Woman donates life-saving kidney to the cop that locked her up twice

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An Alabama woman has donated a life-saving kidney to the cop that locked her up twice for narcotics-related offenses.

Recovered drug addict Jocelynn James was scrolling through Facebook late last year and saw a post from the daughter of retired police officer Terrell Potter that her dad needed a kidney. One of his kidneys was failing and was only five percent functional.

“I just threw my phone down and the holy spirit told me right then that I had that man’s kidney,” James said. James and Potter lived just two miles from each other at the time.

It miraculously turned out that she was a 100 match after the appropriate testing. Vanderbilt Hospital in Nashville, which assumed at first that James was Potter’s daughter, told her that “we’ve never had a better match for a kidney transplant.”

“It’s not a coincidence. It’s just God. There’s no other way,” Potter explained of the match.

Officer Potter otherwise would have faced a waiting list of seven to eight years.

The kidney transplant surgery, which occurred in July, was a success. “For God to use me as a vessel to extend Mr. Potter’s life is my greatest accomplishment. I should be dead. Instead, God helped me save a life. I am overwhelmed,” Jocelynn James explained.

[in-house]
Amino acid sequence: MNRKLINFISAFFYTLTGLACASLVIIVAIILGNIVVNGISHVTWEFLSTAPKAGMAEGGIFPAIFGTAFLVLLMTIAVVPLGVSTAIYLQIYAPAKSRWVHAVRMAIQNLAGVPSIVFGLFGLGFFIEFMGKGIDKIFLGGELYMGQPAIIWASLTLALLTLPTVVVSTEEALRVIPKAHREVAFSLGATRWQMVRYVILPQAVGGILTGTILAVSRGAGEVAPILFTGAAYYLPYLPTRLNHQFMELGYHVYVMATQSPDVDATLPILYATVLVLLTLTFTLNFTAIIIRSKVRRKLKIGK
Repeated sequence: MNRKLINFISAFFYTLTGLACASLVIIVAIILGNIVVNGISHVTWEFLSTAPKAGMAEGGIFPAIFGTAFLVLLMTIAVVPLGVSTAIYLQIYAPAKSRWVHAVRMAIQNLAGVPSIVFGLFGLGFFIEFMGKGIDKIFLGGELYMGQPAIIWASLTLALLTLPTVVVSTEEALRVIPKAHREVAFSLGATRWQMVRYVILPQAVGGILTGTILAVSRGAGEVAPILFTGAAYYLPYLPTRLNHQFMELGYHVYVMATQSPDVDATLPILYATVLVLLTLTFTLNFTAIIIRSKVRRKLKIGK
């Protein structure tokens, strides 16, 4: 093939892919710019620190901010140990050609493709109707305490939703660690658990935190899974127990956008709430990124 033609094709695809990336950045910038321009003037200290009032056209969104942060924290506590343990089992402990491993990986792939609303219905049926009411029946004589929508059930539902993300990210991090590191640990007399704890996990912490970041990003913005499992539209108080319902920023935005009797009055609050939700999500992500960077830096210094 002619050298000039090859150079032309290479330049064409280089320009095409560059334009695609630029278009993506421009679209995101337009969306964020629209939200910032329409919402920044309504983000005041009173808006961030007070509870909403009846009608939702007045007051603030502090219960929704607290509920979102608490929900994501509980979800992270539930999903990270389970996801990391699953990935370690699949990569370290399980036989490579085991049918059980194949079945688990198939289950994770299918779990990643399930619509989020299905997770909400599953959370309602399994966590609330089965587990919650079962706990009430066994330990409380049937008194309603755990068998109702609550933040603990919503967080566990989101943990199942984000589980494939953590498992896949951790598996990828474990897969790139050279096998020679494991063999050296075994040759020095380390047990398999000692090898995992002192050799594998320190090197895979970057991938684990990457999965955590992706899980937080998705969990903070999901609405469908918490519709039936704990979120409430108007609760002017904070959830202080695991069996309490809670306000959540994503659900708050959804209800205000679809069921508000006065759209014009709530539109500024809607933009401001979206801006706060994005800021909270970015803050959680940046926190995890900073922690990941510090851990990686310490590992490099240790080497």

(Source: WTVM 13 News)

James, 40, says that Officer Potter saved her life and helped her turn her life around when he arrested her back in the day. “I’m perfect, I’m healthy, and I had no idea that I was that healthy.”

At one time reportedly on Franklin County, Ala.’s most-wanted list, James — who the media described as a hardcore drug abuser in her former life — has been clean and sober for nearly eight years, starting with a vow she made to herself while she was in a half-way house.

Potter and James have bonded, and he now considers her as close as one of his daughters.

“It is very humbling to have somebody that would give you a part of their body to extend your life,” the ex-lawman with 44 years of law enforcement experience on the Phil Campbell, Ala. police force explained. “If you asked me 100 names of who may give me a kidney, her name would have not been on the list. It’s just unbelievable that she was willing to do that.”

In an approximately five-year period ending in 2012, Jocelynn James was reportedly arrested 16 times on charges related to theft and drug charges

James is now the director of a non-profit, live-in treatment center that helps women recover from addiction and become productive citizens.


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